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Discussion Starter · #1 · (Edited)
The Walls of Constantinople are a series of stone walls that have surrounded and protected the city of Constantinople (today Istanbul in Turkey) since its founding as the capital of the Eastern Roman Empire by Constantine the Great. With numerous additions and modifications during their history, they were the last great fortification system of Antiquity, and one of the most complex and elaborate systems ever built.

Initially built by Constantine the Great, the walls surrounded the new city on all sides, protecting it against attack from both sea and land. As the city grew, the famous double line of the Theodosian Walls was built in the 5th century. Although the other sections of the walls were less elaborate, when well manned, they were almost impregnable for any medieval besieger, saving the city, and the Byzantine Empire with it, during sieges from the Avars, Arabs, Rus', and Bulgars, among others (see Sieges of Constantinople). Only the advent of gunpowder siege cannons rendered the fortifications obsolete, resulting in the final siege and fall of Constantinople to the Ottomans on May 29th 1453.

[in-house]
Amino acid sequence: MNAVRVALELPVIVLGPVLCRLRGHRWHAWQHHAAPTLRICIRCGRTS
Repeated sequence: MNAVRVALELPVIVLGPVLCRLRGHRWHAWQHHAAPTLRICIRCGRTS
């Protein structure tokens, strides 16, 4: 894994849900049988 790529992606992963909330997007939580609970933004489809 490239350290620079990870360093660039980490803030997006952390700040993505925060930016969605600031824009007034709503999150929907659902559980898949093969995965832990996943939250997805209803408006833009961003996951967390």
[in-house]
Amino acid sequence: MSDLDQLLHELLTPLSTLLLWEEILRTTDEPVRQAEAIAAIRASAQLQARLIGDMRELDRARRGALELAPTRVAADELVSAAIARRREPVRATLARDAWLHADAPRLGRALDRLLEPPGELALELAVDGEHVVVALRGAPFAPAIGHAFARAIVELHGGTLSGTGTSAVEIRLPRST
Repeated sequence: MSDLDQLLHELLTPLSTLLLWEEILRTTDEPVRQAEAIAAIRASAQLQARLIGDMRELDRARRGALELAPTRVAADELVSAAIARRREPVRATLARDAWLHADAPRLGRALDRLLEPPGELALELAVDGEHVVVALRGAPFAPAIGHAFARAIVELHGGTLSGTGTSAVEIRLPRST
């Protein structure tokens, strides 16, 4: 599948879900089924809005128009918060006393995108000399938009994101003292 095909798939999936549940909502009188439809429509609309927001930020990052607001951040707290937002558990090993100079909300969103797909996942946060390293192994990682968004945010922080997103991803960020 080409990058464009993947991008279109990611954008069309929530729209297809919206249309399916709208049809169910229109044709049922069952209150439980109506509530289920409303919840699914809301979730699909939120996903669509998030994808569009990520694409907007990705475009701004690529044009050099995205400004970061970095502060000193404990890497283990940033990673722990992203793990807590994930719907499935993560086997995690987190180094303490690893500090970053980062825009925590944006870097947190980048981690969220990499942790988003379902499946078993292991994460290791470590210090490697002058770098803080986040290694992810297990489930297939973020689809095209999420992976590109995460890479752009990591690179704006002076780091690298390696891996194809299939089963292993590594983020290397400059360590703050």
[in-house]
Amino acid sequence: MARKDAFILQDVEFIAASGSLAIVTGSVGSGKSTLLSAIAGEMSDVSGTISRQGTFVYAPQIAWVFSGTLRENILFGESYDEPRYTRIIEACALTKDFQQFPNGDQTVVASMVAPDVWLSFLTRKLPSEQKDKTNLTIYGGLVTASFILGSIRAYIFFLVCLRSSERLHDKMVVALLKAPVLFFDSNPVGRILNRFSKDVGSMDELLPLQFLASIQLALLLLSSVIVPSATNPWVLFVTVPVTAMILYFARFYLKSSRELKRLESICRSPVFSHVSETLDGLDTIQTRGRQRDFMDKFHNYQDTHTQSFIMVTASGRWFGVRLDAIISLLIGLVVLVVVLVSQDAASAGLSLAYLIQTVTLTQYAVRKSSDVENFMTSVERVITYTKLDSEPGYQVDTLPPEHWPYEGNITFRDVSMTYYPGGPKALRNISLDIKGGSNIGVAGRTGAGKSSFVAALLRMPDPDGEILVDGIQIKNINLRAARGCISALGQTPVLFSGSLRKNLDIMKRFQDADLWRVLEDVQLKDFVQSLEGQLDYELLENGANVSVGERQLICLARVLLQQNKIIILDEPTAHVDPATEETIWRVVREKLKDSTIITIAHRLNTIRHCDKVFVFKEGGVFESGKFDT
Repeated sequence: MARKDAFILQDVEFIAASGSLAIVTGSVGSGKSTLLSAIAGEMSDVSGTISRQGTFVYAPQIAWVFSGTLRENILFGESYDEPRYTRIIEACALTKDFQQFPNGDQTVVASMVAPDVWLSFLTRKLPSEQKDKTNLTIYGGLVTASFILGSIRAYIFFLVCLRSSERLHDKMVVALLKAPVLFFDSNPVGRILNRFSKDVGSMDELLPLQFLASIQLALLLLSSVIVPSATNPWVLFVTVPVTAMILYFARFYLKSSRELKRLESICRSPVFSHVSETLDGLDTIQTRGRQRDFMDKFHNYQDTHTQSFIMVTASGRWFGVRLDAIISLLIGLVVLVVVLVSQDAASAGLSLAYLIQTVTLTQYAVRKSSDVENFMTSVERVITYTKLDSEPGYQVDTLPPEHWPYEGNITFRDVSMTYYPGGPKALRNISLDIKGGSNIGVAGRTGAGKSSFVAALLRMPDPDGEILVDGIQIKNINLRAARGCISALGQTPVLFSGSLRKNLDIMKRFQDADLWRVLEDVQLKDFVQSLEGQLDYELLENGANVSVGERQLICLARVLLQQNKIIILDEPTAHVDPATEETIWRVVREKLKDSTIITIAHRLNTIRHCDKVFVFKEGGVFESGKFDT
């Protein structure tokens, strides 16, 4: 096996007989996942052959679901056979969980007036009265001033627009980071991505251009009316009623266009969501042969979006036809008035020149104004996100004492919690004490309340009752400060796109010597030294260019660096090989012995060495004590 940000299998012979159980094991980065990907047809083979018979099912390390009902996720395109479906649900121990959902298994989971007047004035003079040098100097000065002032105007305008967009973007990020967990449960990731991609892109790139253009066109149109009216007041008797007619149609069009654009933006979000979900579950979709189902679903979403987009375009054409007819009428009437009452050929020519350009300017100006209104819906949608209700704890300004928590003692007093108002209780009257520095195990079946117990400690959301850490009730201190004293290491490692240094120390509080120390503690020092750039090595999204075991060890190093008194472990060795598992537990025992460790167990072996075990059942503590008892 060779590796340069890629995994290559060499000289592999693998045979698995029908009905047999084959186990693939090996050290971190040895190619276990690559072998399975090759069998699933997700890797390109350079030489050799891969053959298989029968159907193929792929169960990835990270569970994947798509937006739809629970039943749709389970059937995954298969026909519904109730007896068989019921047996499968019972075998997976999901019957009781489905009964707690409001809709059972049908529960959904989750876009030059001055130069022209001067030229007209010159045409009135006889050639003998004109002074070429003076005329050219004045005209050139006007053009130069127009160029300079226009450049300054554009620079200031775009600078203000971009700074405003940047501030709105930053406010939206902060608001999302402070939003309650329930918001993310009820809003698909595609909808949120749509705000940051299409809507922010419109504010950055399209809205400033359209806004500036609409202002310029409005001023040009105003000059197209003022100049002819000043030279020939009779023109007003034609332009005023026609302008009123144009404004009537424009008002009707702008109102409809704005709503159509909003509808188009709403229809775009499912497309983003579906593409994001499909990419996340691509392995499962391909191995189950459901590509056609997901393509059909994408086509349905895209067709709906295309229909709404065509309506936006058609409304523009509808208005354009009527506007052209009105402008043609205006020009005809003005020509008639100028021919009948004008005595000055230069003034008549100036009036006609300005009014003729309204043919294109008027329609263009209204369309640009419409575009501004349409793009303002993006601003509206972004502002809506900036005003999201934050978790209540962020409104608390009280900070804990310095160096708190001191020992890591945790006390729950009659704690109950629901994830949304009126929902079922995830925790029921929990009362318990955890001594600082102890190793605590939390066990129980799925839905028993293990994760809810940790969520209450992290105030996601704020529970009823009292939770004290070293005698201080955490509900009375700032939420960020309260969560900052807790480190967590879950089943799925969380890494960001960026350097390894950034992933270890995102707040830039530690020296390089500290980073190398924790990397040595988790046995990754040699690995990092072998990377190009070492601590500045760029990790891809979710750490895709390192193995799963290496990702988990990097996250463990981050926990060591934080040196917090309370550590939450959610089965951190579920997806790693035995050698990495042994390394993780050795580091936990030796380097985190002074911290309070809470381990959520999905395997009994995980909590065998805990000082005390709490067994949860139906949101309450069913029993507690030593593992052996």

The walls were largely maintained intact during most of the Ottoman period, until sections began to be dismantled in the 19th century, as the city outgrew its medieval boundaries. Despite the subsequent lack of maintenance, many parts of the walls survived and are still standing today. A large-scale restoration programme has been under way in the past twenty years, which allows the visitor to appreciate their original appearance
Map showing Constantinople and its walls during the Byzantine era

The restored Gate of Charisius or Adrianople Gate, where Sultan Mehmed II entered the city.

Theodosian Walls

The Second Military Gate or Gate of Belgrade

The sinister Yedikule today

The section of the Theodosian Walls that adjoins the walls of Blachernae, with the Palace of Porphyrogenitus in the background, as they appear today in suburban Istanbul.

3-D Model of the Walls

Sea Walls don´t exist anymore,in the background Hagia Sofia and Hagia Eirene


Strange User
13,906 Posts
Yes obviously restoration worked well, and the restored pieces are easily recognized, but i guess we can't have everything, by the way what happened to the sea walls dismantled or just time destroyed them?
On the south, except Topkapı Palace and Cankurtaran (south of Sultanhamet Square) Zone , all of them mainly destroyed at 1950's and sea is filled, old harbor disapeared and John F. Kennedy Avanue constructed.

On the north along the Golden horn, partly destoryed along the hitory (mainly during the re-construction of the city by Mehmet II The Conqueror) but there are some pieces at Balat.

the magnificent
972 Posts
A while ago, there were news about closing that area into traffic so tourists and people could enjoy the historical scene more. Also they said that they would re-built some of the historical structures over there. But i have no idea what happened to that project. :nuts:
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